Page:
State Health Commissioner Dr. Kris Box on Wednesday said she agreed that the testing numbers that are reported have peaks and valleys, but she attributed some of that to numbers from outside labs, such as Quest and LabCorp, that get reported irregularly. She said the state doesn’t have control over how or when those figures get reported.
“I’m confident that the testing is increasing,” she said, “and I just think there are numbers that wax and wane.”
The health department website said the number of tests is “provisional,” or subject to change, and reflects only those reported to the state. “Numbers should not be characterized as a comprehensive total,” the website said.
On Wednesday, Eli Lilly and Co. expanded its drive-thru testing for COVID-19 to workers in grocery stores, pharmacies and other businesses deemed essential by the state of Indiana who have regular, front-line contact with the public, and to people in the community showing symptoms who are vulnerable to severe complications of the virus, including seniors with poor health.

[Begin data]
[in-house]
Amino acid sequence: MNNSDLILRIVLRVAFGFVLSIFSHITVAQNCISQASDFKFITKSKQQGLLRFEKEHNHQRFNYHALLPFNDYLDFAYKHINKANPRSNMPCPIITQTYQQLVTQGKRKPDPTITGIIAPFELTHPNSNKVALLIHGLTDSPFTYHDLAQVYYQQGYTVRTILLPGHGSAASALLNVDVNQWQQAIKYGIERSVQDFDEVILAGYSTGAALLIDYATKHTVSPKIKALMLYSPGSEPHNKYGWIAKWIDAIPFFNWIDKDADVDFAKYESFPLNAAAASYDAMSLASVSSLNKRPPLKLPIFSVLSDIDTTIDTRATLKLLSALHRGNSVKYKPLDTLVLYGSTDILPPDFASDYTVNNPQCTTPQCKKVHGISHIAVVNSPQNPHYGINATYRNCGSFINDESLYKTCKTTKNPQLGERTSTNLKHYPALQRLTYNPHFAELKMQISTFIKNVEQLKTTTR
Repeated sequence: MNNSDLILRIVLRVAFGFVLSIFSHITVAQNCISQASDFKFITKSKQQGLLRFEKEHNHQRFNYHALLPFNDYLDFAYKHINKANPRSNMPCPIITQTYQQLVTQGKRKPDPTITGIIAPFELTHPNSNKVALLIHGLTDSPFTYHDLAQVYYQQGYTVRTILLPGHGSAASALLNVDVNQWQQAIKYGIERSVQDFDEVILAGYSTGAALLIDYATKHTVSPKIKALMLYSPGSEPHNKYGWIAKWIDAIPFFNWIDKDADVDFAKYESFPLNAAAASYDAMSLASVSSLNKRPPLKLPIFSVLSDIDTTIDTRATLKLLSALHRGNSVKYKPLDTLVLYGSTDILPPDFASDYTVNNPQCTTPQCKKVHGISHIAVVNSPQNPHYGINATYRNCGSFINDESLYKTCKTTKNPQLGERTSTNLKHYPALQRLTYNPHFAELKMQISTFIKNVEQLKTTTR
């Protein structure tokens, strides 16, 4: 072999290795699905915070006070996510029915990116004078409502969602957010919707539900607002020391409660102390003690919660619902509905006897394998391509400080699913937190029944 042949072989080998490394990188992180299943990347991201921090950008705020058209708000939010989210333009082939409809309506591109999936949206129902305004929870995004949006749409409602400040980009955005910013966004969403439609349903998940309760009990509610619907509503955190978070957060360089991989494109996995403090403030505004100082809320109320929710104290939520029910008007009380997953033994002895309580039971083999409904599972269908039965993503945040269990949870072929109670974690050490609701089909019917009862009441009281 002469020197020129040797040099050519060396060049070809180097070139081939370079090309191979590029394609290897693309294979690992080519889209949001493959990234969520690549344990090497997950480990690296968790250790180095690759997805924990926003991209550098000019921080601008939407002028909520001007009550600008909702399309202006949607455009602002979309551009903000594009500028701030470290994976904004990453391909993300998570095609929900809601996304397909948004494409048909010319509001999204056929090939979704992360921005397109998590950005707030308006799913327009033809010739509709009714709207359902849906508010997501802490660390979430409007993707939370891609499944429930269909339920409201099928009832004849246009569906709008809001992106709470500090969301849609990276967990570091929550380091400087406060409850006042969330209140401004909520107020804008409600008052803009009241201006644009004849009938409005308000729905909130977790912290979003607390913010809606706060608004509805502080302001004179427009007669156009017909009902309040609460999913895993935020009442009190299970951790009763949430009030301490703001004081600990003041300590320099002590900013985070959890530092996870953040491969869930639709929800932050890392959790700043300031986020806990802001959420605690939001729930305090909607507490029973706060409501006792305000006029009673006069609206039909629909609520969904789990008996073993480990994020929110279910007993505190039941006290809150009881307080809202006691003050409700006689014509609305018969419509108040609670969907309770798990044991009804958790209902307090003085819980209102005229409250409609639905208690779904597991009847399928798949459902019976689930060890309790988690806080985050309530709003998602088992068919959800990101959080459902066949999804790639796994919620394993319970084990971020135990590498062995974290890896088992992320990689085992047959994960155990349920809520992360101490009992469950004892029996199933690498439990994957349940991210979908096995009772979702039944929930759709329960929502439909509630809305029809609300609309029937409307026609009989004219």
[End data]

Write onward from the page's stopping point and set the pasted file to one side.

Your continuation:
That means that tens of thousands of additional people, potentially, who might not have been eligible to get tested elsewhere, could now be tested. Previously, Lilly had restricted its testing to health care workers and first responders.
As of Wednesday morning, Lilly had tested nearly 6,000 individuals. About half of the tests came from patients who were sampled at hospitals. The other half were patients tested at Lilly’s drive-thru facility at its downtown headquarters. Lilly said about 10% to 15% of first responders and health care workers it is testing are testing positive for COVID-19.